Will my D40 lenses fit the D5100 or D7000

More fun on NikonUSA

> Will my D40 lenses fit the D5100 or D7000?
> Subject says it all–will my D40 lenses fit the D5100 or D7000? And how, in general, can one tell which lenses will fit which cameras?

The short answer is: Yes, all lenses that “fit” your D40 will fit the D5100 D7000 and later Nikon dSLRs with an F-mount (that’s currently all Nikons dSLRs).

The only Nikon F mount lenses that will not fit on these cameras are some that were designed to operate with the mirror up and had different box dimensions. These mounts would crash the reflex mirror. Fortunately there are very few of these lenses around and most are collectors items so you won’t run into it. A quick google will warn you if this is the case.

But what you are really asking is do they mount and work the same? The answer is still: Yes, but with one exception. Nikon lenses with a “G” designation but not an “AF-S” one will not auto-focus on the D5100 or D7000, but will on the D40. Fortunately, there are very few lenses that qualify for that, and those that do are low-end lenses that have since been replaced by better/cheaper models—the only time you have to worry is when someone is trying to pawn off a dud second-hand.

Note that any old AF lenses you purchase for the D40 will now auto-focus on the D7000. Whereas before they didn’t at all because the latter has an in-body motor while the former does not. You do lose matrix metering capability vs. the D40, but most people will take AF over the matrix meter.

As for understanding the smorgasbord of compatibility, [Nikonians has a friendly chart](http://www.nikonians.org/nikon/slr-lens.html). (There may be a slight error. I don’t believe the D5100 has an AF motor in it.)

Another thing to note is that where the Nikonians chart has a big “No!” for pre-AI lenses, you can use a [John White’s conversion service](http://www.aiconversions.com/) to “upgrade” the pre-1977 lenses to an AI lens so that the aperture functions correctly when the shutter is pressed. (These lenses, with the exception mentioned above will mount, but they the aperture controls won’t be automatic.)

This is one of the strengths and pitfalls of the Nikon system. Nikon has decided to ensure mount compatibility for the F mount since its inception (it predates Pentax and Canon). But advances in technology need to be incorporated into the lenses also. Other companies either break backward compatibility across the line or are slow to implement new features to ensure body/lens compatibility at the right price. Nikon splits this difference with deciding how much of the old lens suite to build in the camera based on the price point/budget and usage scenario (size/weight) of its typical shooters.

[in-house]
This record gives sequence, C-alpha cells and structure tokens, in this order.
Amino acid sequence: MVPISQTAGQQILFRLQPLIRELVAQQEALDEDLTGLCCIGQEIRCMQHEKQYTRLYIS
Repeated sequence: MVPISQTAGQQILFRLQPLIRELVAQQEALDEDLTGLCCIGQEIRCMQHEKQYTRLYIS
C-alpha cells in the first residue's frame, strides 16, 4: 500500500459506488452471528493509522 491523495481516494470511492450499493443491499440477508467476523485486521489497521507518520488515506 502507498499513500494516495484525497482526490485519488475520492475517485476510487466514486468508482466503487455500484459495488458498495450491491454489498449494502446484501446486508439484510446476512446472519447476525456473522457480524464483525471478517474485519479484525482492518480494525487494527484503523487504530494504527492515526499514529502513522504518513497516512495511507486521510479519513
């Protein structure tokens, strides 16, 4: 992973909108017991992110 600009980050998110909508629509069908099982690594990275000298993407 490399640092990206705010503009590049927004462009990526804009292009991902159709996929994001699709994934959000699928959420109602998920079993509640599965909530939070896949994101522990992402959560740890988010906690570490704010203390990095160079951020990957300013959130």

Monitor cover for Nikon D5000/D5100?

Sometimes I get bored and answer questions on the Nikon USA forum:

> Is there a monitor cover which will work with the D5100? I am thinking of a cover similar to the BM-8 that came with my D70.

The 5100 has a flip out LCD, so there is no need for a monitor cover. Instead, just flip out the LCD, rotate it, and flip it back in.

There are third party sites that make “[screen protectors][google screen protector]” which are thin films designed to protect the LCD from scratching. I don’t know how effective or useful they are since the glass or plastic used to protect the Nikon LCDs has improved over the years and quality varies from model-to-model. Plus, it is simply not very likely that a dSLR camera LCD will get scratched—dSLRs just aren’t often found in your pocket along with your keys a la iPhone 😉

For instance, my Nikon D3 with a glass screen and no plastic protector doesn’t have a scratch even though I’m and outdoor shooter and have tens of thousands of shutter clicks. Similarly, my GF’s Nikon D5000 doesn’t have a scratch because it is easy to rotate the display to a safe position for storage and transportation.

BTW, avoid most “anti-glare” thin film protectors unless you are sure you know what you are doing. They work by frosting the film to scatter the reflection. However the material used in the frosting may be too close to the size of the pixels in the high-density monitors of a camera LCD. When that happens you end up being able to see the individual red, green and blue pixels in the display making it annoying. 🙂

[google screen protector]: http://www.google.com/search?q=lcd+screen+protector+nikon&ie=utf-8&oe=utf-8&aq=t&rls=org.mozilla:en-US:official&client=firefox-a#sclient=psy-ab&hl=en&client=firefox-a&hs=PzF&rls=org.mozilla:en-US%3Aofficial&source=hp&q=lcd+screen+protector+nikon+5100